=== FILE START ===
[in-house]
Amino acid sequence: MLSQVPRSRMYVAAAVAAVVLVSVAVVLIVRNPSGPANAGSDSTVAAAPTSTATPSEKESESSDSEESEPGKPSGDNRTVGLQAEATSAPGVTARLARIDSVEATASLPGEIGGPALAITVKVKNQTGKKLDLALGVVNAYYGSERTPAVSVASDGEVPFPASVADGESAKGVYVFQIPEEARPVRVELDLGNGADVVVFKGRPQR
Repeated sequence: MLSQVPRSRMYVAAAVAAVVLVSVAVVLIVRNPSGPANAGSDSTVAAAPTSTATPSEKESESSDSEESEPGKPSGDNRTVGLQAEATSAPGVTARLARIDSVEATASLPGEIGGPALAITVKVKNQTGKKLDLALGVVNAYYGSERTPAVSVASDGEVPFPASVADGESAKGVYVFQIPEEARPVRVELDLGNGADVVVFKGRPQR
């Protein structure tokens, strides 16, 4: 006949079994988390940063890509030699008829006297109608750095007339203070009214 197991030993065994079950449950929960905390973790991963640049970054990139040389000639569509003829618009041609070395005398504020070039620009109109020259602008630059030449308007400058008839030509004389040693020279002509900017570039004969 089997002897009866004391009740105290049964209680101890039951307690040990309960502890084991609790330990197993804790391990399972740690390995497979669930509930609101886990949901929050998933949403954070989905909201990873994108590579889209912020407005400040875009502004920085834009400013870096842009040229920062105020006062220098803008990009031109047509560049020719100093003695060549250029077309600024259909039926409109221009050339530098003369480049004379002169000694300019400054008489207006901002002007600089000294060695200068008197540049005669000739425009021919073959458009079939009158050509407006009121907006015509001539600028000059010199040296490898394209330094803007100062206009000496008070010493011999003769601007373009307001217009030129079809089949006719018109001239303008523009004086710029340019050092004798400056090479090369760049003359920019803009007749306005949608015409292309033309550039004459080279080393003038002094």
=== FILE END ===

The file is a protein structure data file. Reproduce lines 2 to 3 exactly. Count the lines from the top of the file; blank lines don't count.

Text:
Amino acid sequence: MLSQVPRSRMYVAAAVAAVVLVSVAVVLIVRNPSGPANAGSDSTVAAAPTSTATPSEKESESSDSEESEPGKPSGDNRTVGLQAEATSAPGVTARLARIDSVEATASLPGEIGGPALAITVKVKNQTGKKLDLALGVVNAYYGSERTPAVSVASDGEVPFPASVADGESAKGVYVFQIPEEARPVRVELDLGNGADVVVFKGRPQR
Repeated sequence: MLSQVPRSRMYVAAAVAAVVLVSVAVVLIVRNPSGPANAGSDSTVAAAPTSTATPSEKESESSDSEESEPGKPSGDNRTVGLQAEATSAPGVTARLARIDSVEATASLPGEIGGPALAITVKVKNQTGKKLDLALGVVNAYYGSERTPAVSVASDGEVPFPASVADGESAKGVYVFQIPEEARPVRVELDLGNGADVVVFKGRPQR